A stool test involves the collection and analysis of fecal matter to diagnose the presence or absence of a medical condition.
Transport vials filled with human feces for stool testing. Yellow and blue tops for parasite testing, red top for stool cultures and the white top was provided by the patient with the sample.
|Purpose||diagnose if medical condition is present|
The patient and/or health care worker in the office or at the bedside is able to make some important observations.
One of the most common stool tests, the fecal occult blood test, can be used to diagnose many conditions that cause bleeding in the gastrointestinal system, including colorectal cancer or stomach cancer. Cancers, and to a lesser extent, precancerous lesions, shed abnormal cells into the stool. Cancers and precancerous lesions (polyps) that are ulcerated or rubbed by passing stool also may shed blood into the stool, which can be identified by a hemoglobin assay.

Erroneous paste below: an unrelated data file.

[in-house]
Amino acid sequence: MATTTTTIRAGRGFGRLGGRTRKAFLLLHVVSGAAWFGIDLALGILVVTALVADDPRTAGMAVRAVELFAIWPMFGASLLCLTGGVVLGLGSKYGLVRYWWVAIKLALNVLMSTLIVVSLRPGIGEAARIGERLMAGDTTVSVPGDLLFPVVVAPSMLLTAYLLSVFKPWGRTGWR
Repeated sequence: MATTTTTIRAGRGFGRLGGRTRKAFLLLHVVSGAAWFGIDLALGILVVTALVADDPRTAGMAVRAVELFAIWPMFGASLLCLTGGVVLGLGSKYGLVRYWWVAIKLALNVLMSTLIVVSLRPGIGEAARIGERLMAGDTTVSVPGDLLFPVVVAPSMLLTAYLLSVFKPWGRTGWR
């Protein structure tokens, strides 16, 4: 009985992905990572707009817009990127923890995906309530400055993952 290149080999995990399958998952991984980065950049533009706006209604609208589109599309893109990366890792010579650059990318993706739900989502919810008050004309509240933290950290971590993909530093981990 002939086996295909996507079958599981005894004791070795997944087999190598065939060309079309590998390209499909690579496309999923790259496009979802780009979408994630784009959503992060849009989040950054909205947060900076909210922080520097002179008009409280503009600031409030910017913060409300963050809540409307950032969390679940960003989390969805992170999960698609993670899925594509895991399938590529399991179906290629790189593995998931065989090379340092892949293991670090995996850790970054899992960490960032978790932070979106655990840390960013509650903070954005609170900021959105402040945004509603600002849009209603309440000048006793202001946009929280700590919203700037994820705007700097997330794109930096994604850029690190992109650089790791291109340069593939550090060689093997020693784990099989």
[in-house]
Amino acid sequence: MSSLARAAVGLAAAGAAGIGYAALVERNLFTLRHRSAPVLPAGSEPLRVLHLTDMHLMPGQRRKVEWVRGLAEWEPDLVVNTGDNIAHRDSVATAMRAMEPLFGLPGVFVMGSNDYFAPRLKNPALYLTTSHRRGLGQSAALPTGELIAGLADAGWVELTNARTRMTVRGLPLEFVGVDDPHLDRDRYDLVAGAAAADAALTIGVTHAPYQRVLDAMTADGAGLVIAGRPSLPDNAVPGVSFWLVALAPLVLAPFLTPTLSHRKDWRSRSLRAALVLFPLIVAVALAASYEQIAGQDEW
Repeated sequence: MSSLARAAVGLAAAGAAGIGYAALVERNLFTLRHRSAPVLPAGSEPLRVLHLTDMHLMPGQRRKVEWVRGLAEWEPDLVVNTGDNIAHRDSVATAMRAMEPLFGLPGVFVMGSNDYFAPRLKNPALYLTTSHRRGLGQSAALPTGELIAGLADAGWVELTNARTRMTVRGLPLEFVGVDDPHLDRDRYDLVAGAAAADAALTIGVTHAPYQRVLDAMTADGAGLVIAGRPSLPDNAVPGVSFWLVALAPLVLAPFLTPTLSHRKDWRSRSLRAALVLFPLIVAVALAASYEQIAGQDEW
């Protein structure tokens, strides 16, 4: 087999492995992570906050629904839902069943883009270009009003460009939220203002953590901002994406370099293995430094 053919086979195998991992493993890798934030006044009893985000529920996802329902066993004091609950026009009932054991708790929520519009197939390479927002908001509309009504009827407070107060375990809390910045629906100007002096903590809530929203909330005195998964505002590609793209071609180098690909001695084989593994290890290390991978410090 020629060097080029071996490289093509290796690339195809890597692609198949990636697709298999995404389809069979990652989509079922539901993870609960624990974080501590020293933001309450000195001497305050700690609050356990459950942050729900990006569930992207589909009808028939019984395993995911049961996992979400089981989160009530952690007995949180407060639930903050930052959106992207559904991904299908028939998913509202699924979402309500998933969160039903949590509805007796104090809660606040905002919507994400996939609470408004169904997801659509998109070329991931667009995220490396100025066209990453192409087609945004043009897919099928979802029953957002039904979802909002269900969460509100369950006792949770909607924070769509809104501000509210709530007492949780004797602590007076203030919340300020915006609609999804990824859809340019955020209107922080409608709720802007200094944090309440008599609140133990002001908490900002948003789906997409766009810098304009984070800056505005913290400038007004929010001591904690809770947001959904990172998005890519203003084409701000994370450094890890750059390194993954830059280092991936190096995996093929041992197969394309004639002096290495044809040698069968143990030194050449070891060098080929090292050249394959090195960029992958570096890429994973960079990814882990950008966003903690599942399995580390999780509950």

The American Cancer Society recommends screening with either DNA testing every three years, a guaiac fecal occult blood test, or a fecal immunochemical test every year starting at age 50. Other options include a sigmoidoscopy or virtual colonoscopy (CT colonography) every five years or a colonoscopy every 10 years.
A DNA test using stool samples was approved in August 2014 by the FDA as a screening test for non-symptomatic, average-risk adults 50 years or older. A 2017 study found this testing to be less cost effective compared to colonoscopy or fecal occult blood testing. Three-year sDNA screening has been estimated to cost $11,313 per quality-adjusted life year (QALY) compared with no screening.
Parasitic diseases such as ascariasis, hookworm, strongyloidiasis and whipworm can be diagnosed by examining stools under a microscope for the presence of worm larvae or eggs. Some bacterial diseases can be detected with a stool culture. Toxins from bacteria such as Clostridium difficile ("C. diff.") can also be identified. Viruses such as rotavirus can also be found in stools.
Faecal elastase levels are becoming the mainstay of pancreatitis diagnosis.
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